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JUNEAU, Alaska (AP) — Forget the days of "mystery meat" in school lunch, it's easier than ever to get fresh fish from local waters on the menu, thanks to the Fish to Schools program founded in Sitka.
With "A Guide to Serving Local Fish in School Cafeterias," the Sitka Conservation Society has compiled best practices, trends, case studies and more into one easily available publication.
"The beauty of Fish to Schools is that it provides a practical, local solution to a multitude of current global issues. In serving local fish in the Alaskan Schools, we are nourishing our kids and helping them become stronger and better learners, which is just what our future needs," said Fish to Schools Co-founder Lexi Fish in the publication. "Local fish is also the most environmentally sustainable choice. Exposing Alaskan kids to the history, traditions and methods of harvesting the bounty of our sea will help keep local culture and economies alive for many years to come."
When the program started, it was a localized community effort spearheaded by the SCS, local schools, families and fishermen.
"The beauty of the program is that it was a grassroots effort from the beginning," said SCS Community Sustainability Organizer Tracy Gagnon. "Community members said they wanted to see seafood in the schools. We never said, top down, 'This is what's going to happen.' It's community, parent and child-driven."
The program started in 2010 and Gagnon joined the team in 2011. It's grown a lot since then.
"My project since the beginning has been developing a resource guide and curriculum," Gagnon said. "A lot of folks contact us — 'We want to serve seafood, where do we start?' Here's a concise guide with information folks need to know, and case studies that show there are ways to go about this and be successful."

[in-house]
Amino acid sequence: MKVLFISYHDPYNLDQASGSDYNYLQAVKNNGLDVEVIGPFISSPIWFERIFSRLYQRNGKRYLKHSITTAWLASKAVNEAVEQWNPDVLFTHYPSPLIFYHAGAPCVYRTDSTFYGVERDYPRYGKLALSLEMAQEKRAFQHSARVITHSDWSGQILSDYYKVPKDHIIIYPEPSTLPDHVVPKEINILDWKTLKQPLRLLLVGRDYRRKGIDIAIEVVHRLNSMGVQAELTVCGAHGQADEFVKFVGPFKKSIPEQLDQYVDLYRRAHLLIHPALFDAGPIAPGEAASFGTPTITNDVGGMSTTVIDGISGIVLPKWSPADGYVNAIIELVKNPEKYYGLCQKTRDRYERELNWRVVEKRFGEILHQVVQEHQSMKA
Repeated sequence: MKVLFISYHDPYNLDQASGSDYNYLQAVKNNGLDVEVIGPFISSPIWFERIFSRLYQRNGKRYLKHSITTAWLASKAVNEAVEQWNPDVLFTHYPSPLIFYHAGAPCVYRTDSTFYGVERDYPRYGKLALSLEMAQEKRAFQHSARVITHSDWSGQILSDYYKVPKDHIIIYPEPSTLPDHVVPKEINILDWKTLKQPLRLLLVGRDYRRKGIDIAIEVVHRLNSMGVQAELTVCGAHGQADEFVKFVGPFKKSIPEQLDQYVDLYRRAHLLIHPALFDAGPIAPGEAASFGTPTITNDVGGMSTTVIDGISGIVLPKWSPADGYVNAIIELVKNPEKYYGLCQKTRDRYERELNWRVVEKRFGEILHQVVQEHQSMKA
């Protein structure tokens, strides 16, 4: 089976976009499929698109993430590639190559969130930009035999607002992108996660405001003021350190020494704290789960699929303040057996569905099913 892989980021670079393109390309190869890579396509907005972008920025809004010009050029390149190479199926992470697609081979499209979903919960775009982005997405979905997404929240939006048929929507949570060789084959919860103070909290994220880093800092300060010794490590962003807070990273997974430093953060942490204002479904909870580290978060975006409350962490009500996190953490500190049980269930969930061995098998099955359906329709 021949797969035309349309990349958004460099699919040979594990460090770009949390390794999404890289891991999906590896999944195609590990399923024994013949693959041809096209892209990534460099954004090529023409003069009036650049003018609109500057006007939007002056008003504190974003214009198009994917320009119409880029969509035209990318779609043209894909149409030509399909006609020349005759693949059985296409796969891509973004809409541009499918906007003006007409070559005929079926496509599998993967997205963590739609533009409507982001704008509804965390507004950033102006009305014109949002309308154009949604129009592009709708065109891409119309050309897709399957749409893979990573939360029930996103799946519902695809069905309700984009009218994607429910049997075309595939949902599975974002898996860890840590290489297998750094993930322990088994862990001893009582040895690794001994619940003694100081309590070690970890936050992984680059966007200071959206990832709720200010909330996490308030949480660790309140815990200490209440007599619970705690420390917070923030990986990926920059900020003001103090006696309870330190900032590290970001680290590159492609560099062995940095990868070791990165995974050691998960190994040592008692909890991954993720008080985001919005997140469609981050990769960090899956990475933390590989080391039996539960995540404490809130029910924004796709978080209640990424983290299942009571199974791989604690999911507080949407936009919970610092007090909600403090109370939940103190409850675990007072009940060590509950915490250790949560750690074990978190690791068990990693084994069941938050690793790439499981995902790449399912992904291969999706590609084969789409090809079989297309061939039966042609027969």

The success can be measured with more students choosing to eat fish for school lunch, and more students choosing to eat school lunch on fish days, including brown-baggers. Even teachers and community members have joined students in enjoying a plate of local fish.
The program and creation of the publication has been made possible with support from a number of organizations and widespread community support, including a Community Transformation Grant from SEARHC (a grant program that will end in September of this year), and a grant for Nutritional Alaskan Foods in Schools from the State of Alaska, which is in its third year. The state grant isn't a sure thing either, as it is part of the capital budget and subject to votes and vetoes.
"We have to go through this every year. That money isn't secure," Gagnon said. "We've been trying to advocate for that funding. It has increased local food use in districts significantly. It's a win-win-win across the board. We hope it will move into the operating budget and become permanent."
Thanks to such funding and the resources made available, Fish to Schools and local food programs are sweeping the state. Juneau has had salmon and halibut on the menu, served throughout the district. And case studies in the resource guide show how different schools have done it.
"We show case studies, different programs around the state. They all work a little differently. They're very community adapted," Gagnon said.
Galena, she said, does a lot of processing on-site, with fish coming in still with heads and innards. Juneau, on the other hand, works with fillets, requiring less processing.
"There isn't one proper way," Gagnon said.
The resource guide offers the case studies, allowing for communities to make choices that fit, but also offers guidelines on legality, procurement and processing strategies, advice on securing donations, plus recipes and the Stream to Plate curriculum that Sitka schools have used to accompany their Fish to Schools program.
"We pair the fish lunch program with a curriculum... (that) allows students to really connect to what they're eating. They know why it's important, and choosing fish isn't just about taste, it's about supporting the fisherman we met last week, it supports our community, our parents. We're empowering them to make better food choices," Gagnon said.
For these reasons, and possibly more, local fish for school lunch has been successful in Sitka. So successful, in fact, that they are hoping to serve local fish once a week, rather than twice monthly as they do now. Gagnon also shared that Fish to Schools will see its first fish lunch served at Baranof Elementary School in a couple weeks, which means every public school in Sitka will be serving local fish.
"We see this as part of a larger food movement," Gagnon said. "It can catalyze local food production and harvest. We get healthier lunches. Local food, and also an economic boost to food producers in the state."
Information from: Juneau (Alaska) Empire, http://www.juneauempire.com